Subprime lending in the residential mortgage market, characterized by relatively high credit risk and interest rates or fees, has developed over the past decade into a prominent segment of the market (Temkin, 2000). Recent research indicates that there is geographical concentration of subprime mortgages in Census tracts where there are high concentrations of low-income and minority households. The growth in subprime lending represents an expansion in the supply of mortgage credit among households who do not meet prime market underwriting standards. Nonetheless, its apparent concentration in minority and lower income neighborhoods has generated concerns that these households may not be obtaining equal opportunity in the prime mortgage market. Such lending may undermine revitalization to the extent that it is associated with so-called predatory practices.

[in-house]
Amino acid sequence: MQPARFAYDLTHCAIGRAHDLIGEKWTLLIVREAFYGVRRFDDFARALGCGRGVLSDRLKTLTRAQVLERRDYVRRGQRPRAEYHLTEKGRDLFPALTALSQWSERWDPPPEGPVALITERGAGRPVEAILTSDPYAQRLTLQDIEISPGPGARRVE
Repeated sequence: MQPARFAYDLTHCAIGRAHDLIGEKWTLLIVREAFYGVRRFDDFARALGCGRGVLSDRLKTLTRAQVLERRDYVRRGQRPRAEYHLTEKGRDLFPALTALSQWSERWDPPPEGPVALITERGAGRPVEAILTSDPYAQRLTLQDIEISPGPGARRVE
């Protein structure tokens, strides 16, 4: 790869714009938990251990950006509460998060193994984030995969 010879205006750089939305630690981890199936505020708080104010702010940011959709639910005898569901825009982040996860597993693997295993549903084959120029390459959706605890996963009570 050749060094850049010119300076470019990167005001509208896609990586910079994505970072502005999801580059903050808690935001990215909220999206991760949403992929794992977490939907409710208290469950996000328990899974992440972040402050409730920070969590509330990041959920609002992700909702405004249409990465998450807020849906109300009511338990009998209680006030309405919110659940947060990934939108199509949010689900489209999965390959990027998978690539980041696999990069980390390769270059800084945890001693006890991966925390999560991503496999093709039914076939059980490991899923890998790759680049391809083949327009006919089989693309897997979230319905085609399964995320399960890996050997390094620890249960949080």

The Journal of Real Estate Finance and Economics – Springer Journals
Published: Dec 30, 2004
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